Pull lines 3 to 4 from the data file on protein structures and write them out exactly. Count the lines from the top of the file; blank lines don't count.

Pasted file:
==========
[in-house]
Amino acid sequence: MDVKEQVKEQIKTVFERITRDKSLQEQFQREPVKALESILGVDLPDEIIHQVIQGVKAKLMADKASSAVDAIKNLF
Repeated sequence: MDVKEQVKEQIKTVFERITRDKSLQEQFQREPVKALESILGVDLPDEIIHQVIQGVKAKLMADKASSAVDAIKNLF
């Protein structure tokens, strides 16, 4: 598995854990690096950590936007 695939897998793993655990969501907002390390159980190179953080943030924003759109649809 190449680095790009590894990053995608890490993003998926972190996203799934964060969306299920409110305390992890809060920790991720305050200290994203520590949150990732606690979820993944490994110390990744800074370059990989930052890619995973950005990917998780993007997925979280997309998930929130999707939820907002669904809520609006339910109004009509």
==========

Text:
Repeated sequence: MDVKEQVKEQIKTVFERITRDKSLQEQFQREPVKALESILGVDLPDEIIHQVIQGVKAKLMADKASSAVDAIKNLF
């Protein structure tokens, strides 16, 4: 598995854990690096950590936007 695939897998793993655990969501907002390390159980190179953080943030924003759109649809 190449680095790009590894990053995608890490993003998926972190996203799934964060969306299920409110305390992890809060920790991720305050200290994203520590949150990732606690979820993944490994110390990744800074370059990989930052890619995973950005990917998780993007997925979280997309998930929130999707939820907002669904809520609006339910109004009509």